Compared to previous years, while visitor numbers of one million per year marked a 2003 watershed and a 1974 visitor count of 1.48 million has again and again been quoted as the benchmark and the number to beat, the summer of 04 thus looks great. It seems a very fitting moment to pause and take stock of the larger potential, the up- and downsides of tourism for Lebanon, through an assessment of its macro-economic role and relevant public and private sector strategies.

On a worldwide scale, tourism is the fastest growing economic sector in two crucial respects: job creation and foreign exchange earnings, according to the World Tourism Organization (WTO), an agency of the United Nations. But although journeying has been called a human compulsion and universal drive since the first members of the human race embarked on migrations across deserts, oceans and mountain ranges, the career of tourism as a significant component in national economies has been more recent than the ascendancy of activities such as manufacturing, trade, finance, and transportation.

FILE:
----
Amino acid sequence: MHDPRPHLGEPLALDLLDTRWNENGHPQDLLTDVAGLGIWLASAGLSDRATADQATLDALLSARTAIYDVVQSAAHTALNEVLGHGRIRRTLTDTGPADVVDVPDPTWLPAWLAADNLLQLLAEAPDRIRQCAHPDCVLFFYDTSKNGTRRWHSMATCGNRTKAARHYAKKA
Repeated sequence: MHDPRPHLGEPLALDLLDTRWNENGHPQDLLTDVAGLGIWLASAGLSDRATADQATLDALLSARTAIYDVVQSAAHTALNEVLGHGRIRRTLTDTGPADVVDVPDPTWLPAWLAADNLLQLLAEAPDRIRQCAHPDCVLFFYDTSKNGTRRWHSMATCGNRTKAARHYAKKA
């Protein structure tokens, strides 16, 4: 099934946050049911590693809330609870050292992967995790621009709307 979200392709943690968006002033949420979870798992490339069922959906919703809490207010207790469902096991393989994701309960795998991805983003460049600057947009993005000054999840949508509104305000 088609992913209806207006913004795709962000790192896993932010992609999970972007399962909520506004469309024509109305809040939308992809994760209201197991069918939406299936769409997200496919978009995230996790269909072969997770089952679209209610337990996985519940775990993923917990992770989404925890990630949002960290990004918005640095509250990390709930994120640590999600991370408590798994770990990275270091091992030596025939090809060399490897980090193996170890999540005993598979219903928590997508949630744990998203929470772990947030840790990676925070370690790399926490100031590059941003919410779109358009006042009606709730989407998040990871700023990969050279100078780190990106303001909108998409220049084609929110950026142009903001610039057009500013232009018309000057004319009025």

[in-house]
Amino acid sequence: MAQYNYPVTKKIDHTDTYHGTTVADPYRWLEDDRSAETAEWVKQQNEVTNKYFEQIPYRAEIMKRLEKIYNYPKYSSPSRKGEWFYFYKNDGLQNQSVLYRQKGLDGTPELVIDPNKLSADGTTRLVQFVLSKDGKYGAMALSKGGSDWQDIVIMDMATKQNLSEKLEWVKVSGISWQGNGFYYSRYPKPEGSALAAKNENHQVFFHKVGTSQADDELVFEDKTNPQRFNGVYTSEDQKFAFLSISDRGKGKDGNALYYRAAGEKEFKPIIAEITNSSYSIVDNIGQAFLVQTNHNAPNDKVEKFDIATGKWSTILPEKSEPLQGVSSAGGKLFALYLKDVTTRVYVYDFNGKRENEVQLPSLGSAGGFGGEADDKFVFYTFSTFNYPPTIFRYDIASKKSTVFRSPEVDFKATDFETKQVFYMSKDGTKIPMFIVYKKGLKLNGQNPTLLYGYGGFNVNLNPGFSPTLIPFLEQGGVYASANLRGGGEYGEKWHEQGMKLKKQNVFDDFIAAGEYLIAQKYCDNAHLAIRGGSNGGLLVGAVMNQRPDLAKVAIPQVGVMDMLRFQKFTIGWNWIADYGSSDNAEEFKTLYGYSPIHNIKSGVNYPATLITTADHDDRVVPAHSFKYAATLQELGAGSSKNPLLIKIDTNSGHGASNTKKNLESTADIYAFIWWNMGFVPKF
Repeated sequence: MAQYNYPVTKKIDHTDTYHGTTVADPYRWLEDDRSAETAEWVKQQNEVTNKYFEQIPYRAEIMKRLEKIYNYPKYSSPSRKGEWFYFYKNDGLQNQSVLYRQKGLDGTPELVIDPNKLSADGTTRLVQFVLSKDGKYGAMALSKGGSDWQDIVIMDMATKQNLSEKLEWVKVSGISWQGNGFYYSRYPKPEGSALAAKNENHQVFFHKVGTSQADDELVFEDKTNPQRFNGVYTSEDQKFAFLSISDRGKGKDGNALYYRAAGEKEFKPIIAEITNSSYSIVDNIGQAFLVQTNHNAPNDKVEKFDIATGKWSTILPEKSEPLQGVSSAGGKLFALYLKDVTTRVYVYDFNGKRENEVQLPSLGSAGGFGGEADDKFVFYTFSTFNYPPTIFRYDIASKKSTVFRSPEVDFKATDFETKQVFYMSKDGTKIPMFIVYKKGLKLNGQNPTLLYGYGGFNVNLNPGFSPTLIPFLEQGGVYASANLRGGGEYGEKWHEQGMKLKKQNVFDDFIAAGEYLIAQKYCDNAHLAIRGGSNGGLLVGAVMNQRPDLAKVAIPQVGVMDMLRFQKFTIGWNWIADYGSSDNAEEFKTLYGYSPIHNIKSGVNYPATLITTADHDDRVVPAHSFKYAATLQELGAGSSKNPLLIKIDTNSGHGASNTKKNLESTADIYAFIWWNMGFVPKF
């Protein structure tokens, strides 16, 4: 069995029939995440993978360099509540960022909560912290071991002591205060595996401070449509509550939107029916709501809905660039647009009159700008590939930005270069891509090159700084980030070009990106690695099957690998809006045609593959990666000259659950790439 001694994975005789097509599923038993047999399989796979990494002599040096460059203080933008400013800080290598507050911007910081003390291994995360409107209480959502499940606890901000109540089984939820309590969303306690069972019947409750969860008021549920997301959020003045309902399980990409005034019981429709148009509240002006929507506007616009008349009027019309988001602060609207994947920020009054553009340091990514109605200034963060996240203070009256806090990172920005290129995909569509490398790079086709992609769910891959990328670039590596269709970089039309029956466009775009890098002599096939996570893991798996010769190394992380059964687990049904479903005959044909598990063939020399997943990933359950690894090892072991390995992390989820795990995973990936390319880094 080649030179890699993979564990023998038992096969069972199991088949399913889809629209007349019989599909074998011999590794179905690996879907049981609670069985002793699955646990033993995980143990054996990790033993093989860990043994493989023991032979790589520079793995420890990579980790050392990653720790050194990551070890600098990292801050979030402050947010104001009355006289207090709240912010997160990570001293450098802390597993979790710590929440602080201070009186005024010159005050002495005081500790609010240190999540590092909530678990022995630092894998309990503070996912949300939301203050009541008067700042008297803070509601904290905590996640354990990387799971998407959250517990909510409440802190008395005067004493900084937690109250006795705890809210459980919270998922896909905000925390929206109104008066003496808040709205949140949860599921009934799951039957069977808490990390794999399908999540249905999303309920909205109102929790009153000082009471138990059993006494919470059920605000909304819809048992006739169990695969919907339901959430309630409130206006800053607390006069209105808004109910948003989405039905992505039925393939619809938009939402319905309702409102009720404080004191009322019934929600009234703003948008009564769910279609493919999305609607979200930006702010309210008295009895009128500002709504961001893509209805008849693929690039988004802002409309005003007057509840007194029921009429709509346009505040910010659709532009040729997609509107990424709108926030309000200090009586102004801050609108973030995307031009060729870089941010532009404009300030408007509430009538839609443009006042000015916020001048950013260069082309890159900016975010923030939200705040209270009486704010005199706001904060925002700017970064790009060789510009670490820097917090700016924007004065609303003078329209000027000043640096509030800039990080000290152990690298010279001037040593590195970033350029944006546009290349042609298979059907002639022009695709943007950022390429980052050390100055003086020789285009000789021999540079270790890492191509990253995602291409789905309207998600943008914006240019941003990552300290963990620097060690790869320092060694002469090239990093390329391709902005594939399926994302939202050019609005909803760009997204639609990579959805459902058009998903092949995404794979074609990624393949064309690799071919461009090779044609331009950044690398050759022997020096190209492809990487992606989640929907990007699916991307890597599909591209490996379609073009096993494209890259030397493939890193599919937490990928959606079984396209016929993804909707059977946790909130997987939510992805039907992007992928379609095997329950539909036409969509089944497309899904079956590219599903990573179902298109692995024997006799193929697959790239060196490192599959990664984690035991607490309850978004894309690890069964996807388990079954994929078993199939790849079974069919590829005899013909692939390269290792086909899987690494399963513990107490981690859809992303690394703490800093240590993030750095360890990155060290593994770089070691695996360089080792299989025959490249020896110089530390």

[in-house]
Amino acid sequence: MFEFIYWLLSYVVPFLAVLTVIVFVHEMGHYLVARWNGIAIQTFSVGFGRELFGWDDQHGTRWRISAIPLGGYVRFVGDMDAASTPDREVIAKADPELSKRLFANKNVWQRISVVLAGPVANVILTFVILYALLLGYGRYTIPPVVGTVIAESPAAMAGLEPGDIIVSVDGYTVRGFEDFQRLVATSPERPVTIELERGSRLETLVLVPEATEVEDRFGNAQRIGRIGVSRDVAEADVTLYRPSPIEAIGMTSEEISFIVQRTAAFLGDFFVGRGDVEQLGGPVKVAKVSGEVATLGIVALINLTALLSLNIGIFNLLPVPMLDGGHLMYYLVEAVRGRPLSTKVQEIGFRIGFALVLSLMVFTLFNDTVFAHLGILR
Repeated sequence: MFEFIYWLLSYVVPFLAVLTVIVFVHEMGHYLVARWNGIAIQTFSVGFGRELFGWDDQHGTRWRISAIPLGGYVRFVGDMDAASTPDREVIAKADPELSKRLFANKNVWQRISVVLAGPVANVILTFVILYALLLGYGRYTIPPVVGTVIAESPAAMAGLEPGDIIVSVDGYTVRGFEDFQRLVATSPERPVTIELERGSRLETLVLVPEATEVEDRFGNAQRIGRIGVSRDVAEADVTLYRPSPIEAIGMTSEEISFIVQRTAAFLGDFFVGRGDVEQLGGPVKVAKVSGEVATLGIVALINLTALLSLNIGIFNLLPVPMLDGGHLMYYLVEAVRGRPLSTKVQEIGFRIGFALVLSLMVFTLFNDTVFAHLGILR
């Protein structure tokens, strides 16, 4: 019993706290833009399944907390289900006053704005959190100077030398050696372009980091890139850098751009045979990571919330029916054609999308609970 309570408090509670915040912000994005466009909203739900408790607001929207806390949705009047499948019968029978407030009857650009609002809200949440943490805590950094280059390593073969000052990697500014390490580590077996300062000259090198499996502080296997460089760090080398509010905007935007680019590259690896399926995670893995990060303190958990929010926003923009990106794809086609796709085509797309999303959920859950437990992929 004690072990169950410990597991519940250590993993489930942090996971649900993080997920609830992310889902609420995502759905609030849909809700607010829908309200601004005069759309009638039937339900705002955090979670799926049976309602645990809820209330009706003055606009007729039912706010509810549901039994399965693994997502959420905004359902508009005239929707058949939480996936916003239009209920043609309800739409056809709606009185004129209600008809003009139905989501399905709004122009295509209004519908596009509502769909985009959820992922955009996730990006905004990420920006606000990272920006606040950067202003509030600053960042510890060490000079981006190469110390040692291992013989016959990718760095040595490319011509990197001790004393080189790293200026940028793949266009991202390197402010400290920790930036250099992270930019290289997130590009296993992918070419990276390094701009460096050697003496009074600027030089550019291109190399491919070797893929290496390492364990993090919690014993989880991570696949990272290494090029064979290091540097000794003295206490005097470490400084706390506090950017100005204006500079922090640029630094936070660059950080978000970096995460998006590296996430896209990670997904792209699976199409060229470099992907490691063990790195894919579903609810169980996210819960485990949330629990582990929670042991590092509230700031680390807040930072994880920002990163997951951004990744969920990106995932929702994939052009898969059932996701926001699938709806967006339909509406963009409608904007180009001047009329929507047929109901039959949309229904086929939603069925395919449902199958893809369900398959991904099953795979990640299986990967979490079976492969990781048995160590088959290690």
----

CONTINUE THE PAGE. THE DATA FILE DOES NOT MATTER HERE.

Tourism as a modern activity (in its definition as ‘travel for leisure,’ the term has been used officially for less than 80 years) has changed greatly from its beginnings as an elite pastime of wealthy young Britons who from the 18th century onward roamed Mediterranean destinations to escape their dreadful native climate and cuisine, and who greatly enlarged their cultural knowledge and art collections in the process. This elite phenomenon was the prototype of today’s cultural and leisure tourism and also soon came to include health tourism.

Tourism became less the preserve of the elite in the mid to late 19th century through organized mass travel but it really invigorated the economic equation of tourism in the second half of the 20th century. It brought the expansion of leisure journeys into a service used heavily by average income earners in industrial countries.